In 2004, Imaishi blew up the silver screen with his explosive directorial debut, Dead Leaves. Featuring a macabre sci-fi plotline and a main character with a television for a face, Dead Leaves was truly Imaishi unleashed and unrestrained. From start to finish, the show was just one nonsensical ride filled with more gratuitous violence, drugs, and sex than you’d ever think 52 minutes could contain, and this was just the beginning of his career as a director.


Imaishi would continue working with GAINAX into the end of the decade to deliver two more iconic anime series. Easily his most memorable result, Gurren Lagann was a return to the passionate mecha action that the studio was known for back in the 90s. Featuring eccentric mecha designs that often blurred the lines between beast and machine, as well as fight sequences that were (quite literally) out of this world, Gurren Lagann was a masterful work that got countless fired up. Afterwards he directed another anime at GAINAX that is, to this day, not quite understood by fans— Panty & Stocking with Garterbelt could best be described as a drunken animator’s playground. With character designs straight out of popular Western cartoons, a vulgar script filled to the brim with toilet humor, and boatloads of cartoon nudity, the series was truly only something that could’ve been dreamed up with Imaishi on board.




Leveraging the success of his career, he would finally leave GAINAX in 2011 to find a new animation studio called Trigger. Composed of many key ex-GAINAX members such as Masahiko Ohtsuka and Yoh Yoshinari, Trigger was in many ways the sister studio to Hideaki Anno’s studio khara. With Imaishi sitting at Trigger’s helm, he began to experiment with shorter animation projects to get the studio off the ground. In 2012, Imaishi graced us with his secret masterpiece, Inferno Cop. Created with the self-imposed challenge of spending as little time and effort as possible within two hours, Inferno Cop was a flash animation project that was intended to be low-budget and nonsensical. It was true to Imaishi’s fondness towards flash animation, a style that was very familiar in the West but rarely used in the anime industry.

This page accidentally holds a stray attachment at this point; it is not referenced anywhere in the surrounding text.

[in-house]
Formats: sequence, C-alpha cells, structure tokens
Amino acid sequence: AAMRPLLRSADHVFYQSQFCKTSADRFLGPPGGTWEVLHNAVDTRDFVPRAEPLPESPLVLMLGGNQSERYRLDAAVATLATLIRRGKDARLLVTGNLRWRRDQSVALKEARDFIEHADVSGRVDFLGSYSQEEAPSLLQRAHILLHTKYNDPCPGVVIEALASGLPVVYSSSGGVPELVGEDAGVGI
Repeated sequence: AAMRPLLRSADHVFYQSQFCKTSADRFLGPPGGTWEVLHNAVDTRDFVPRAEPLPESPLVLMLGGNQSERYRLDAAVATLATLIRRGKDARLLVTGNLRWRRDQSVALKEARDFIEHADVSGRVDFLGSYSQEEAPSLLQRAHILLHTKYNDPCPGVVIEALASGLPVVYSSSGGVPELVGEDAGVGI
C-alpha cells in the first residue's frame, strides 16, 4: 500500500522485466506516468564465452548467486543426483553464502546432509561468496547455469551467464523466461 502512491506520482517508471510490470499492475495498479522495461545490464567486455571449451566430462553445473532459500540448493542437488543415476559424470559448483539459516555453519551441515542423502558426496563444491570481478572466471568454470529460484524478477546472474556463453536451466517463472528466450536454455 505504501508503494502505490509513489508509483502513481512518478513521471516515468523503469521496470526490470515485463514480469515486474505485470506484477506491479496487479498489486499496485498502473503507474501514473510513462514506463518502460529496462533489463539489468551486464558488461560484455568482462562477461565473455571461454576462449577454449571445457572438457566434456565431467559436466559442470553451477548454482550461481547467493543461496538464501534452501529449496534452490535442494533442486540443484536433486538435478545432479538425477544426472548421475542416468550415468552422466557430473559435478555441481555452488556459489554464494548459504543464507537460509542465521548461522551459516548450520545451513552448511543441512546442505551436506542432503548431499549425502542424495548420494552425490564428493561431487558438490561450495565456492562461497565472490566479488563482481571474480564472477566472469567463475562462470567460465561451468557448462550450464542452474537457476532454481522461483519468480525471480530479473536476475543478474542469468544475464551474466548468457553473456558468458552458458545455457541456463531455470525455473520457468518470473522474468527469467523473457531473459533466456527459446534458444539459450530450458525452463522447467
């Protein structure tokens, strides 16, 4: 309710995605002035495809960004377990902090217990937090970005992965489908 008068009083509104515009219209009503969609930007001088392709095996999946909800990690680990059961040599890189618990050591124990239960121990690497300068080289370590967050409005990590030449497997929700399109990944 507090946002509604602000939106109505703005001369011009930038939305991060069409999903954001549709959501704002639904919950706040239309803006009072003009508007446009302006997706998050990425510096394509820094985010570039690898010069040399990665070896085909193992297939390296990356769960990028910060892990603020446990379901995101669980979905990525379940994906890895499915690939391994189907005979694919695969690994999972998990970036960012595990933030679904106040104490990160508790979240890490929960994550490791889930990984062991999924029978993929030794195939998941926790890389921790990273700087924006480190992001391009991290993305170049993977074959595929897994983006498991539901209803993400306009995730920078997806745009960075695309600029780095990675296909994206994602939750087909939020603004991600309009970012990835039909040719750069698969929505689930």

Now Imaishi continues to direct outlandish anime at Trigger, with some of his most recent endeavors being Kill la Kill, the Japan Animator Expo short Sex&VIOLENCE with MACHSPEED, and Space Patrol Luluco. Although he continues to explore new animation styles, Imaishi is a director who has ultimately remained true to himself throughout his career. As his long-time colleague, Yoh Yoshinari, skillfully describes: “Imaishi often feels that if it wasn't too much for you guys, I think we weren't giving you enough”.




Let us see your burning passion for Imaishi and his anime in the comments below!


Brandon is a Brand Features Writer for Crunchyroll and also writes anime-related editorials on his blog, Moe-Alternative. Hit him up for a chat on his Twitter at @Don_Don_Kun!